Quitting alcohol may improve mental well-being, health-related quality of life

Henrietta Strickland
Июля 9, 2019

Participants were a mix of non-drinkers or moderate drinkers ― defined as 14 drinks or less per week for men and 7 drinks or less per week for women ― who were followed for up to a four-year period between 2009 and 2013.

Recent study in the journal Alcoholism: Clinical and Experimental Research shows that drinking occasionally can extend the life of older adults.

The mean age of participants in the FAMILY Cohort was 49 years and 56 per cent were women. About 64% of males were nondrinkers (abstainers and former drinkers), and nearly 88% of women were nondrinkers.

"Extra proof suggests warning in recommending average consuming as a part of a nutritious diet", notes examine co-writer Dr. Michael Ni.

"It is possible that alcohol cessation may reduce stressful life events, such as conflict within family, difficulties in employment and legal troubles, resulting in improved mental well-being", Yao said by email.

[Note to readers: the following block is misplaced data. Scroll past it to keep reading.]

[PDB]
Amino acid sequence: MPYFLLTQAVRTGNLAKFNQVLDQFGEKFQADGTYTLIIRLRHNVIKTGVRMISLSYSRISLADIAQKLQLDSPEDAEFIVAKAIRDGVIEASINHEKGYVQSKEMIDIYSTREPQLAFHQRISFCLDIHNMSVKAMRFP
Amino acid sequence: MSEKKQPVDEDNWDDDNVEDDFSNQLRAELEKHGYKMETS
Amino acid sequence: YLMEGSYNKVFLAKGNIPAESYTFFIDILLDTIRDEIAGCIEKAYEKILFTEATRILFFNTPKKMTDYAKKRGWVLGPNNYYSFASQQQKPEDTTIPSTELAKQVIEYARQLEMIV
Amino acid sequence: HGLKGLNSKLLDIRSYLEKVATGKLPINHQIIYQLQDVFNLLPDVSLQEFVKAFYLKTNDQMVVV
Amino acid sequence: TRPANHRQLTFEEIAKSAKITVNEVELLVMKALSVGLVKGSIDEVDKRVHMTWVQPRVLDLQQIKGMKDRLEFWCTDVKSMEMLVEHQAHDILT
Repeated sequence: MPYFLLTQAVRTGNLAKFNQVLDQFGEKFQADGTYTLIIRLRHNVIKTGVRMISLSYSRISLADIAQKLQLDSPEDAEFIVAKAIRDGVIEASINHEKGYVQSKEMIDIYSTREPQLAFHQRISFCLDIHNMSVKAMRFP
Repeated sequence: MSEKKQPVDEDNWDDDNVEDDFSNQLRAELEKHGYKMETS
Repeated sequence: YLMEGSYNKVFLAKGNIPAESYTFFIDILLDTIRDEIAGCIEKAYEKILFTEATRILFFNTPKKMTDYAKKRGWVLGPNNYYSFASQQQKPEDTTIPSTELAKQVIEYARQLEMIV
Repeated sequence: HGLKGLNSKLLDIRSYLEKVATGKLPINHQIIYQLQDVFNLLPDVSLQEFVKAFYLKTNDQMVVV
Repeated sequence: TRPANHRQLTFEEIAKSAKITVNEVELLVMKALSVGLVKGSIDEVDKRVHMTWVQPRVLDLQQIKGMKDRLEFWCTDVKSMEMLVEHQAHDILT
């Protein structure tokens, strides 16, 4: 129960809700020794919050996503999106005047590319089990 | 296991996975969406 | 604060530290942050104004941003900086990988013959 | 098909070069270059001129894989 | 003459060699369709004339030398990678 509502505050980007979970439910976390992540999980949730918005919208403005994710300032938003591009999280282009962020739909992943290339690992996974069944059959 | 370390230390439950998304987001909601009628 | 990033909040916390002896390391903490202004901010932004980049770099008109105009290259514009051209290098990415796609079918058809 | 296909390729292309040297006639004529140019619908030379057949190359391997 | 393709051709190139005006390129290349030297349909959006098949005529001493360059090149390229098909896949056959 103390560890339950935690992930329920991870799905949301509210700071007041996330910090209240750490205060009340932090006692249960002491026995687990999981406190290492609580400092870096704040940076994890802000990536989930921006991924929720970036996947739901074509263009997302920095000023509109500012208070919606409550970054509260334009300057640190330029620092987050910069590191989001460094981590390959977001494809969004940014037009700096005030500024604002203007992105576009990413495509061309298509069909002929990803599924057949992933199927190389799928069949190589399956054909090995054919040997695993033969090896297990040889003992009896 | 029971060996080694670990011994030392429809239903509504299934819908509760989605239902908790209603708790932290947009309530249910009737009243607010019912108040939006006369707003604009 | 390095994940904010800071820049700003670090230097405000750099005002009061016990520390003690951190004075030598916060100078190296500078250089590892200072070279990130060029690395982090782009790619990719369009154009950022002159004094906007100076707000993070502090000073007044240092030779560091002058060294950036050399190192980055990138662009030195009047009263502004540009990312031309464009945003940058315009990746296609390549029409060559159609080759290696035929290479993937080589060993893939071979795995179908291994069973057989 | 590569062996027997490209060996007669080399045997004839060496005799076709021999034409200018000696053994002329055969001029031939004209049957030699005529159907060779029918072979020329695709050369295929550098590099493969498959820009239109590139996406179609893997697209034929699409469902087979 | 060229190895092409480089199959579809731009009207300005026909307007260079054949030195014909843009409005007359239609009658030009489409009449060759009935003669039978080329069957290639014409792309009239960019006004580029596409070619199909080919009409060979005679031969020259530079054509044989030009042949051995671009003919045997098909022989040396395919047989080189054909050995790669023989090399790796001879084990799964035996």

There are also issues surrounding the hyperlink between alcohol consumption and mental health.

The researchers compared their findings with data from a representative survey of 31,079 people conducted by the "National Institute on Alcohol Abuse and Alcoholism" in the US.

For women, quitting drinking may be linked to a significant improvement in mental health, according to a study published online this week in the Canadian Medical Association Journal.

"Abstinence from alcohol is mandatory for a healthier brain and liver, a stronger immune system and heart, especially in women as alcohol effects are more harmfully serious on women, considering their metabolism and estrogen levels", Kumar told IANS. They also found that people who had to stop drinking experienced a boost in mental well-being.

While clinical guidelines in the USA and Canada are careful to avoid recommending that patients start drinking alcohol as a way to become healthier, it's not uncommon for doctors to make this suggestion to patients, said Dr. Tim Stockwell, director of the Canadian Institute for Substance Use Research at the University of Victoria.

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